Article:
The crude fiber content was determined with the Chinese National Standard Method GB/T 5009.10-2003 [24]. Five grams of the maize powder was added to a conical flask to which boiled H2SO4 (1.25%) had been added. The solution was heated for 30 min and filtered with linen, and the residue was washed and transferred to another conical flask. Then, boiled NaOH (1.25%) was added to the flask. The insoluble residue was separated on a filter and washed. After drying and weighing, the loss of mass was analyzed via incineration.
The fiber content was calculated by Equation (3):
X = G m × 100 %
  • X: Crude fiber content in the samples.
  • G: The mass of residue (g).
  • m: The mass of sample (g).

2.10. Statistical Analysis

Statistical analysis was carried out using SPSS 23.0, and a significant difference was verified by one-way ANOVA with Waller–Duncan’s multiple range test (p < 0.05).

3. Results and Discussion

3.1. Degradation Efficiency Analysis

The effects of treatment time and voltage on the degradation of zearalenone were investigated. As shown in Figure 2, the degradation percentage of zearalenone increased with the treatment time and voltage. The contact time of the maize with the reactive species in the plasma increased with the treatment time, and as a result, the degradation percentage of zearalenone improved. With the voltage of 30 KV, zearalenone demonstrated a degradation of 10.57% for 10 s, 31.79% for 30 s, 37.14% for 60 s, 41.53% for 90 s, and 42.99% for 120 s, respectively. At this voltage, the generated cold plasma is lower in energy and less in reactive species’ amount. The degradation rate of zearalenone was accordingly lower accordingly. When the sample was treated for 120 s, zearalenone demonstrated a degradation of 42.99% at 30 KV, 54.82% at 40 KV, and 56.57% at 50 KV, respectively. High voltages can produce a higher number of radicals and charged particles in cold plasma [25,26,27]. Therefore, higher voltages are more effective for mycotoxin degradation, and voltage plays an important role in degradation efficiency.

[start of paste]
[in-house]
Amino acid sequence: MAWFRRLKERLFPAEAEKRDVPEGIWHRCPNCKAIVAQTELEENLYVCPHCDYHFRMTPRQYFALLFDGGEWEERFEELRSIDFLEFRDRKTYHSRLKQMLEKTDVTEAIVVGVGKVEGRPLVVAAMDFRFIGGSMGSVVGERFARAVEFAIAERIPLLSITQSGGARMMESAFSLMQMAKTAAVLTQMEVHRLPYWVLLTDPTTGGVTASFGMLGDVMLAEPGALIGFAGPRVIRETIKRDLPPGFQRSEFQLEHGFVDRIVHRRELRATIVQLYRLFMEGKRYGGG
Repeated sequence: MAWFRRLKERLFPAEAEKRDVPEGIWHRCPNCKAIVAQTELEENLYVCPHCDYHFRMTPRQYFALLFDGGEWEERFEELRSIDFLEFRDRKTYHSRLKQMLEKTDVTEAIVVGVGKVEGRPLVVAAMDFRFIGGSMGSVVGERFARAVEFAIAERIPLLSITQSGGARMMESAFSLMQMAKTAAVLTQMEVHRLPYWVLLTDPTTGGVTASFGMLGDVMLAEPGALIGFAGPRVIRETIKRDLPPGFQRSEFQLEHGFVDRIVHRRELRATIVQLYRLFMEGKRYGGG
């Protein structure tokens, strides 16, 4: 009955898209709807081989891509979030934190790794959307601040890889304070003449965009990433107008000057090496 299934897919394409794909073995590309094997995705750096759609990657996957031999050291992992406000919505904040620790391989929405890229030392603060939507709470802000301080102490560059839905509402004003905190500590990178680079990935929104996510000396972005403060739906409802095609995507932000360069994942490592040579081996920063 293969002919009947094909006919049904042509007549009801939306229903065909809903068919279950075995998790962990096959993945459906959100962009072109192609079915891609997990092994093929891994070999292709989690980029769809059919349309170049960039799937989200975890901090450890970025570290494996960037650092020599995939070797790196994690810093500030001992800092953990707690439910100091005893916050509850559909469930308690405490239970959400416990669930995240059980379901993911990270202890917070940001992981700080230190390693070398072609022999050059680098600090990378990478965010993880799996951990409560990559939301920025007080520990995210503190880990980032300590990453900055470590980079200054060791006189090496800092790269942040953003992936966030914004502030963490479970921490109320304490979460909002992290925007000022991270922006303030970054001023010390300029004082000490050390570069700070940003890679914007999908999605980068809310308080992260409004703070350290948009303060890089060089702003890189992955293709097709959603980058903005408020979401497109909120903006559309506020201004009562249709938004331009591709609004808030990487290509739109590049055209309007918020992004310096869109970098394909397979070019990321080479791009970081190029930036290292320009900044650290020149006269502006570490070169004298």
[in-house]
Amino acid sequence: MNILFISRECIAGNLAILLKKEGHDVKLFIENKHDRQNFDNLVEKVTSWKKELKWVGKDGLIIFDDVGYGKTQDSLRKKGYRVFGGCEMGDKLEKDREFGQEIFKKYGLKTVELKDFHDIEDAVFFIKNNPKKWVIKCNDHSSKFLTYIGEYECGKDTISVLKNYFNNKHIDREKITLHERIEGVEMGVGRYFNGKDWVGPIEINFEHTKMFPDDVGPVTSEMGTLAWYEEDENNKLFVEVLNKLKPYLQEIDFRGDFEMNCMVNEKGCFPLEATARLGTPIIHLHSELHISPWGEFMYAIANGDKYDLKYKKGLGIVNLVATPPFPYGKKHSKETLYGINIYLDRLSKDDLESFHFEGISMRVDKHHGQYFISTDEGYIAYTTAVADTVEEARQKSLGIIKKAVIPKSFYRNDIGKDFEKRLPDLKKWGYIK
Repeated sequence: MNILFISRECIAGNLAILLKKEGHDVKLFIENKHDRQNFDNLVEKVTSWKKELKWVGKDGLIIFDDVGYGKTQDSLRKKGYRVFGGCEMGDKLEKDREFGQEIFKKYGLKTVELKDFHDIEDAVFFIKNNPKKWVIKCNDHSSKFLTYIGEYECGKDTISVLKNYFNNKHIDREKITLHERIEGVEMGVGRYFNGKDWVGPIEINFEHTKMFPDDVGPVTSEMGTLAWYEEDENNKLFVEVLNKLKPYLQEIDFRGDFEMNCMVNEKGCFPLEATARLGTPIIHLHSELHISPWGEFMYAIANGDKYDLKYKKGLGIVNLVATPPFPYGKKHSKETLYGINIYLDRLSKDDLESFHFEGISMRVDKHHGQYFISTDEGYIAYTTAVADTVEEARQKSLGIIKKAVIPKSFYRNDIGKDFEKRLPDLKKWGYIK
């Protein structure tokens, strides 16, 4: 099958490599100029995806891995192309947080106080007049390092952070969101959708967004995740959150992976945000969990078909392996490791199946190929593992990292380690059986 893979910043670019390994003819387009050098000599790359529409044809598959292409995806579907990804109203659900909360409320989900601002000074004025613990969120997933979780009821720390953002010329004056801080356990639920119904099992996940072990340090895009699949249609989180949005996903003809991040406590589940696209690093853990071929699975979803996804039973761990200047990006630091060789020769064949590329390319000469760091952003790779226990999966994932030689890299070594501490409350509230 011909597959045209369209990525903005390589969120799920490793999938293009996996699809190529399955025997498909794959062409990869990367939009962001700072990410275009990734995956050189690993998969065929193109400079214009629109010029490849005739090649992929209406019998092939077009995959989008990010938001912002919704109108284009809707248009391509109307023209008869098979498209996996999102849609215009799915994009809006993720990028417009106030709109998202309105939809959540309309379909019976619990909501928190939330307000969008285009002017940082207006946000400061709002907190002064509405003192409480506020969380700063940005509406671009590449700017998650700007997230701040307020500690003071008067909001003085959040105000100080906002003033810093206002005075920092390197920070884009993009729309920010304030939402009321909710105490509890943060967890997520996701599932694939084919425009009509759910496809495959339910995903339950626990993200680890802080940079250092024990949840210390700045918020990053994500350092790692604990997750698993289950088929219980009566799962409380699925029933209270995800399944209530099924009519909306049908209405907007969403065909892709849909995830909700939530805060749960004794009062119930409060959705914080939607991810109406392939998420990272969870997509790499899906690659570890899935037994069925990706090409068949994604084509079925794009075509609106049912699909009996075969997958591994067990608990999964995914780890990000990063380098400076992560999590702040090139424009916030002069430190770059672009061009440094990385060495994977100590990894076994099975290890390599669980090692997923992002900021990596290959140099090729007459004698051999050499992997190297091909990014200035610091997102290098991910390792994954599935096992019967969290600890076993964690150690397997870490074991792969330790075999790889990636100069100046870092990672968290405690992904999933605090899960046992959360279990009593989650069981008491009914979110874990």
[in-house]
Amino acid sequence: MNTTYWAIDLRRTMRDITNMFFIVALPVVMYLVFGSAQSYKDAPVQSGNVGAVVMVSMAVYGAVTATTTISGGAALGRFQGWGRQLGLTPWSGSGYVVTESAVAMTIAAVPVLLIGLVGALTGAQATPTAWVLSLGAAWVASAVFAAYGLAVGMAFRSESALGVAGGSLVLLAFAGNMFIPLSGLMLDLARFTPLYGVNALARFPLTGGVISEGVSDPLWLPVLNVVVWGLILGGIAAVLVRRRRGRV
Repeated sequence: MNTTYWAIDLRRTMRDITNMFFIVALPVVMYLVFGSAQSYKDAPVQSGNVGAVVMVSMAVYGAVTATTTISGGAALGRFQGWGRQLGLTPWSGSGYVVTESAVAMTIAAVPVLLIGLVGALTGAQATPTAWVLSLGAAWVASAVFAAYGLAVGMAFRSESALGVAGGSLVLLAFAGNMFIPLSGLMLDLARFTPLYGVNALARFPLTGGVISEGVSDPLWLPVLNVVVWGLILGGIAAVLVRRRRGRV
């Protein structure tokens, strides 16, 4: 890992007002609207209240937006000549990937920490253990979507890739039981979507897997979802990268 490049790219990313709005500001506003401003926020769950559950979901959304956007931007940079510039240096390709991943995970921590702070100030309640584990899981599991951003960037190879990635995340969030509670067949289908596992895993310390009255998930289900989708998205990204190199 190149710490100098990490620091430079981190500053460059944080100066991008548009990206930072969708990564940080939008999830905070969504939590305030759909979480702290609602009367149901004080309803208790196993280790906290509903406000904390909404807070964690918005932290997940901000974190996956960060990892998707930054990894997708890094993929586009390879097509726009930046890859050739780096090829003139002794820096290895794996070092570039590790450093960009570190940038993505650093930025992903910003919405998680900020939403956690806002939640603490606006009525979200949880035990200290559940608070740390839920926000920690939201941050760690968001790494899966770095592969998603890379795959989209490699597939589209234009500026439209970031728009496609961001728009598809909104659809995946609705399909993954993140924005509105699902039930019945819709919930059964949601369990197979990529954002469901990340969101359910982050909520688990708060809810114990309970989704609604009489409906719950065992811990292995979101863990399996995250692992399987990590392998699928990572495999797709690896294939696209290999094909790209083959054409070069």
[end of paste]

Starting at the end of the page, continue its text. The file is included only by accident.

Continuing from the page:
As shown in Figure 3, the degradation rate gradually increases with the treatment time when the sample is treated at 50 KV. When the treatment time was extended to 120 s, the degradation percentage of zearalenone spiked in maize was 56.57%. Compared with the degradation result of the zearalenone in our previous work [19], the degradation percentage of the zearalenone spiked in maize was relatively lower. It could be attributed to the matrix effects of maize. Moreover, the penetration of the cold plasma is so weak that it only breaks down the zearalenone on the surface of the maize, leaving the zearalenone in the maize untouched. In a previous report, Sebaei et al. used γ-ray to degrade zearalenone in twelve samples that were artificially contaminated. The authors found that at 20 kGy, the reductions were 51.1% in yellow corn samples [28]. In addition, Yang et al. investigated zearalenone removal efficiency by comparing the concentrations of zearalenone in the reaction solution and initial solution, they found that about 50% of zearalenone was photocatalytic degraded within 90 min over the Bi2WO6 in the corn oil [29]. By comparing with the previous studies, our study achieved an acceptable degradation rate in a shorter treatment time. Although we have not yet conducted experiments on naturally contaminated maize, based on the present results, we believe that the cold plasma shows some potential in the degradation process of zearalenone, compared with other methods. We will conduct in-depth studies on naturally contaminated maize in the future. Further evaluation of the application of cold plasma to a large number of naturally contaminated samples is the critical next step for scaling-up.

3.2. Degradation Kinetics Analysis

The previous study confirmed that the degradation process of zearalenone standard is in accordance with the first-order kinetic degradation [19]. Similarly, in the present study, the degradation of zearalenone spiked in maize by plasma treatment was also investigated from a kinetic point of view, in order to investigate the effect of maize matrix itself on the degradation of zearalenone. First-order kinetics fits were performed using the SPSS software, fitting logarithmic, quadratic, cubic, and power function models, respectively. The kinetic model parameters and correlation coefficients for zearalenone degradation are given in Table 1. Compared with the previous study [19], the kinetics of zearalenone in maize are different from those of the zearalenone standard. It is possible that the rate or mode of degradation of zearalenone was altered due to the effect of the maize matrix.
The determination of kinetic model mainly refers to its correlation coefficient. The closer the correlation coefficient is to 1, the more likely the model can reflect the real kinetics. The correlation coefficient of the power function R² = 0.971 is closer to 1, so it can be selected as the degradation kinetics’ model of zearalenone in maize. The expression is y = 22.766 (x0.19), and the fitting effect is shown in Figure 4. The degradation of zearalenone is accorded with the first-order kinetics.

3.3. Effect of Cold Plasma Treatment on Maize Color